I'LL LET YOU GO
by Bruce Wagner (Villard Books, $25.95)
WES ANDERSON may have pre-empted writer-director Bruce Wagner's intention to adapt I'll Let You Go for film. The Royal Tenenbaums likewise concerns a privileged, talented family sprung from New Yorker cartoons. Go also feels beholden to Charles Addams and Gahan Wilson, although those are just a few of the sources Wagner references in his tale of Los Angeles' ultrarich Trotter clan and its baroque dysfunction.
If Wagner does peddle Go in Hollywood, the pitch will go like this: It's The Magnificent Ambersons meets Great Expectations meets The Fisher King. Wagner specifically invokes Dickensian sentimentalism in the figure of crippled, disfigured Edward Trotter, a waif whom we know is not long for this world. Sister Lucille parallels Expectations' Estella, as cousin Toulouse does Pip.
Unlike their 19th-century prototypes, these precocious preteens consort with stars, conduct Google searches, and globe trot on private jets. In Wagner's scheme of high-meets-low, they inevitably encounter (a) a cute, orphaned, unwashed ragamuffin, Amaryllis, and (b) a hulking, kindly, unwashed eccentric, Will'm, a.k.a. Topsy, a.k.a. somebody else 500-plus pages will reveal.
Entertaining if overpopulated, Go is virtually a serial novel ࠬa Dickens. Appropriately, Wagner adapts a cloying "the author must digress" tone with frilly, self-conscious prose. His two main narrative strands amount to a murder mystery and a boy searching for his father, standard stuff rendered in a kind of retro period drag.
Why bother aping Dickens and indulging in the Victorian necrophilia of ruins, follies, topiary mazes, and private mausoleums? Perhaps Wagner means to compare millennial L.A. with the stratified, ossified 1800s, but the analogy is as musty as his language. His '96 I'm Losing You was more of the moment, obsessed with AIDS, disease, and decay; by contrast, Go's hothouse insularity balloons to an unwieldiness that finally, unsatisfyingly goes pop!, and the air rushes out.
Go is on firmer ground in the 21st century, dropping names, cataloging medications, and making a grotesquerie of Hollywood manners. "It is hoped that the cynical reader would have long since abandoned our tale," he writes (on page 462!), but discerning readers will hope that Wagner isn't abandoning his signature cynicism in favor of po-mo pathos.
BREAKING IN: HOW 20 FILM DIRECTORS GOT THEIR START
by Nicholas Jarecki (Broadway Books, $14)
NO MORE, please. No more whining would-be auteurs and their sob stories of how their cinematic genius is overlooked by Hollywood, Sundance, and Roger Ebert. There are too many bad movies and bad directors to merit any sympathy for such complaints, yet recent N.Y.U. film school grad Nicholas Jarecki has managed to solicit 20 such first-person accounts of how his subjects made it into show- biz—plus an introduction by, yes, Roger Ebert.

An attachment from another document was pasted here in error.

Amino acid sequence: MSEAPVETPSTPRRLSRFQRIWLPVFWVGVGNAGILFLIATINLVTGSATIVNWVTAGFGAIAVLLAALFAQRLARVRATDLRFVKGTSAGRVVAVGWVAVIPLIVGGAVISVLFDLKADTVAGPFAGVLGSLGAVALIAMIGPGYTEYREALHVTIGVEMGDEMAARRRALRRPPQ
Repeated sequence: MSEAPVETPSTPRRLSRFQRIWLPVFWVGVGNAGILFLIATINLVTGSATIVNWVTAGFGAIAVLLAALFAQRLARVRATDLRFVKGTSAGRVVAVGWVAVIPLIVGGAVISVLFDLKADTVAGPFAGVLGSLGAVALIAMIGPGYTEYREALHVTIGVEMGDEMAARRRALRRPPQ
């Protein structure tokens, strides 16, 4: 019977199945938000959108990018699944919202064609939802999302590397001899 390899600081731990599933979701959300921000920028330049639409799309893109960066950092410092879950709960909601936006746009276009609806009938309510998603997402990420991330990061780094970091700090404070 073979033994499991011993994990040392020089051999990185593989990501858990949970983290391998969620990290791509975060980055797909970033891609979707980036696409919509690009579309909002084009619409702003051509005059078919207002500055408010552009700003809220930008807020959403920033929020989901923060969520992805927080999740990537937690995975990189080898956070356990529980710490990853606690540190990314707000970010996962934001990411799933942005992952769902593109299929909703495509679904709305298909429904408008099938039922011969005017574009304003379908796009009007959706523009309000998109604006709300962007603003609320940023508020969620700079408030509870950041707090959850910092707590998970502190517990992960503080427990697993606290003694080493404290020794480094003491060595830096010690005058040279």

What are the insights gained? "Desperation is one thing that's hard to sell," opines Tamra Davis (CB4 and the Britney Spears vehicle Crossroads). "Someone with 10 percent talent and 90 percent drive is gonna be as or more successful than somebody with 90 percent talent and 10 percent drive," offers Brett Ratner (Rush Hour), one of the crassest yet most reasonable voices in the book. Then there's Kris Isacsson, who recalls of Down to You, "Freddie [Prinze Jr.] got us the green light." Sadder words were never spoken.
Even though the majority of titles referenced in Breaking In are crap, they're illustrative crap; they teach you something about the business that veteran John Carpenter (Halloween) rightfully calls "ruthless." Indeed, it's the older survivors more than the callow youth who come through most vividly in Breaking. John Dahl (Red Rock West) and John McNaughton (Joy Ride) emerge as men with the most interesting life stories to tell.
By contrast, earnest young tyros like Kimberly Peirce (Boys Don't Cry) seem too close to their material, too personally invested in their projects to enjoy likely sophomore success. In the case of Ben Younger and his vastly overrated Boiler Room, the guy lacks Ratner's commercial savvy but has all the same drive. Lie to get a job, he says; overstate your credentials, and maybe Ben Affleck will take pity on you.
That chutzpah leads him and other overeager young hacks directly into a trap articulated by Dahl "where studios will hire somebody to direct an $80 million picture who's only maybe directed a couple of commercials. . . . They just want him to make it look good." And there you have cinema today—interview No. 21 with Michael Bay.